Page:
By: Annie Suhy, Outreach Specialist

Librarians have never been one to shy away from a crisis. In times of change and economic recession, people flock to the library in even greater numbers for assistance, community, and free resources. The global health crisis forced libraries to close their physical branches, but they continue to rise to the occasion and meet the needs of the community through digital resources and programming.

Getting social while social distancing

Librarians have ramped up promotion on Twitter, Facebook, and Instagram to get the word out and remind patrons of the availability of ebooks 24 hours a day, 7 days a week. Taking it a step further is Brown County Library (WI) who has been sharing videos on their Facebook and Instagram accounts including an instructional about how to download the Libby app and a fun walk through of cookbooks available. Making good use of hashtags, Las Vegas-Clark County Library District (NV) is promoting Libby while using the hashtag #StayHomeForNevada to encourage library patrons to borrow an audiobook while they stay home.

Breaking down barriers

To remove barriers to access, many libraries have increased checkout and hold limits, increased checkout period, and removed blocks on cards for fines or overdue items. But for many folks, the barrier to access is not having a library card at all. Not a problem with Instant Digital Card. This feature allows users to sign up for a digital library card using only their phone number and libraries from coast to coast including CLEVNET (OH), Kansas City Public Library (MO), Seattle Public Library (WA), Queens Public Library (NY), Fresno County Library (CA), and more have recently enabled the feature in order to connect with more readers in their service area.

Content is queen (or king)

But what’s a digital collection without available titles or an easy way to find them?

South Australia Public Library Services (AU) lightened the mood with fun, easy to discover curated lists, including the “Quarantini Collection” for Adults and the “Quarantween Collection” for Teens.

Capital Library (CN) created timely collections on health and disease control while The Nevada Library Cooperative (NV) suggested a special collection on coping with stress and anxiety.

To ensure titles were always available to checkout, Chicago Public Library (IL) added Simultaneous Use audiobook plans to keep patrons listening and Auckland Libraries (NZ) made a dedicated Book Club reading room to showcase always available classic titles. And to bring an element of luck to the browsing process, libraries like Douglas County Libraries (CO), Contra Costa County Library (CA), Tempe Public Library (AZ), and Westlake-Porter Public Library (OH) have added Lucky Day to their collections, which enables you to designate copies of in-demand titles to be available on a first come, first served basis, providing instant gratification and allowing patrons to “skip the line.” A little dose of luck and excitement we could all use!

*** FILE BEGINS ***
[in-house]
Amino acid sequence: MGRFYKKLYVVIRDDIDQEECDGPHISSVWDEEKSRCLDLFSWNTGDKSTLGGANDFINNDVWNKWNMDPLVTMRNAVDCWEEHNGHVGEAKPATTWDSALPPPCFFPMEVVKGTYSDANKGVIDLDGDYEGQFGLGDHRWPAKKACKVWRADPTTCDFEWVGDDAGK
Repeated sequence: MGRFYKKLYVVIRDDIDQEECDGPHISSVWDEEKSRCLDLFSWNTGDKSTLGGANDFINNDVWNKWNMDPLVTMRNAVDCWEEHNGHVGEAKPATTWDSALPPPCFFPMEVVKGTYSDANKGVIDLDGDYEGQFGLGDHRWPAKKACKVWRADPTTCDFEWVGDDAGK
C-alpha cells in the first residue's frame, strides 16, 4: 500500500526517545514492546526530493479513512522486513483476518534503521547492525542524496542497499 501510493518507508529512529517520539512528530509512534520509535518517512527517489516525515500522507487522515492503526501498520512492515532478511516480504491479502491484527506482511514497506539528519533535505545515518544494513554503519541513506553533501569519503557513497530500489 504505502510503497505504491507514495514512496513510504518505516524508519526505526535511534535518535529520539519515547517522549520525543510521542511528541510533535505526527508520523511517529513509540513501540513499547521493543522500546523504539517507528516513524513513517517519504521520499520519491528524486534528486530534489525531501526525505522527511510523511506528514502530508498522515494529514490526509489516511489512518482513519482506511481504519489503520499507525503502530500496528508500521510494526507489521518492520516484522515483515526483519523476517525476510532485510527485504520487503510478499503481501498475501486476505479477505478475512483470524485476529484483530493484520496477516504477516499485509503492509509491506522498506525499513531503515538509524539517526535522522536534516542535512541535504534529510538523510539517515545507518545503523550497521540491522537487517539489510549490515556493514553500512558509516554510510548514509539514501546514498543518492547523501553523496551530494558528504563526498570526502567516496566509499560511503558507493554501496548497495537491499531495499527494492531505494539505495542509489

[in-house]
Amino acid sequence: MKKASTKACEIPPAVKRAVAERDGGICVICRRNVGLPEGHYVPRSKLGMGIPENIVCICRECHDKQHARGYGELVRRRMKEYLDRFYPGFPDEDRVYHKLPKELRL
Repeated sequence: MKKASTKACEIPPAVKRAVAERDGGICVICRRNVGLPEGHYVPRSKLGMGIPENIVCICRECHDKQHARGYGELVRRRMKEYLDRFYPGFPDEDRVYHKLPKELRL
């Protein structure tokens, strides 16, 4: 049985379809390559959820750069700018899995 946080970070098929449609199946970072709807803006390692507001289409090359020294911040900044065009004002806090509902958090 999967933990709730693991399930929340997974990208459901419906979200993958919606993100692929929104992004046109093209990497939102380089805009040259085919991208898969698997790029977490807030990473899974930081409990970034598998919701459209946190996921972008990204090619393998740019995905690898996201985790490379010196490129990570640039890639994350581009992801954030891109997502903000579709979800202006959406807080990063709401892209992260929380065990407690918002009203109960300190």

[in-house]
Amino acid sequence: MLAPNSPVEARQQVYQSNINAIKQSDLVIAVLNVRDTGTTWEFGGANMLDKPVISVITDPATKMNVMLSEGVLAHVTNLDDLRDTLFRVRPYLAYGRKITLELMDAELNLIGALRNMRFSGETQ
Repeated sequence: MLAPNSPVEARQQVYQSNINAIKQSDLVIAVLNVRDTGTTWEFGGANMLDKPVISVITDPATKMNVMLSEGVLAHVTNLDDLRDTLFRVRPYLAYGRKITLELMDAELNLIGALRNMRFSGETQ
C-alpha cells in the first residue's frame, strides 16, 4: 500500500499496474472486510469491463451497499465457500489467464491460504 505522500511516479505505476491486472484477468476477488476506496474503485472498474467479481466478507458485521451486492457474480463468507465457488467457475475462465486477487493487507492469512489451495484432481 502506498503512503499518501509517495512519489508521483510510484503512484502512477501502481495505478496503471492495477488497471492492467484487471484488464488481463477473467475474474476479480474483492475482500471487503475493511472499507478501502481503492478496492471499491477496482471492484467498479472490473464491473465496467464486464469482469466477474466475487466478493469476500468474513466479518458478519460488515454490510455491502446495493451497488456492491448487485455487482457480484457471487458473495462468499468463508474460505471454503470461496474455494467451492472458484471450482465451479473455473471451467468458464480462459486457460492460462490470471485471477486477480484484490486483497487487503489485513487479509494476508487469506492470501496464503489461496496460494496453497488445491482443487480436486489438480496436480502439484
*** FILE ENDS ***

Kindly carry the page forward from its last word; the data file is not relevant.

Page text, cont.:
Many libraries have added magazines or streaming video to their existing ebook and audiobook collection. Northern Beaches Council (AU) added yoga, pilates, and tai chi videos to help people continue exercising with gyms closed while Nicholson Memorial Library (TX) added children’s video to help keep kids entertained.

Learning @ home

With schools closed and students and parents left to navigate the ins and outs of remote learning, public libraries are stepping up to help. For the littlest readers missing regular programs, Stay-at-Home Storytimes with live feeds through Facebook Live and other outlets allow educational fun while social distancing. Northvale Public Library (NJ) has continued children’s library programming virtually, streaming on Instagram and Facebook Live. After a recent children’s craft activity (Saturday STEM Play Dough making), they posted on Facebook links to download arts and crafts ebooks for kids on Libby.
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For older students, San Diego County Library (CA) created and curated a custom High School @ Home reading room with educational materials for students.

They are also curating “Books of the Week” for readers of all ages to enjoy and using web graphics to socialize it.

Other libraries are working to connect directly with their public school districts including Front Range Downloadable Library (CO), Boston Public Library (MA), Hawaii State Public Library System (HI), and Westchester Library System (NY) that recently implemented Public Library Connect, a program that enables students in your community to access age-appropriate titles through Sora, the student reading app, for schools.

Making connections

Connecting with others is more important than ever.

Libraries like Sno-Isle Libraries (WA), Emmet O’Neal Library (AL), New York Public Library (NY), and Ft. Worth Public Library (TX) are fostering new connections by hosting virtual book club meetings through video conferencing software like Zoom or Google Hangouts.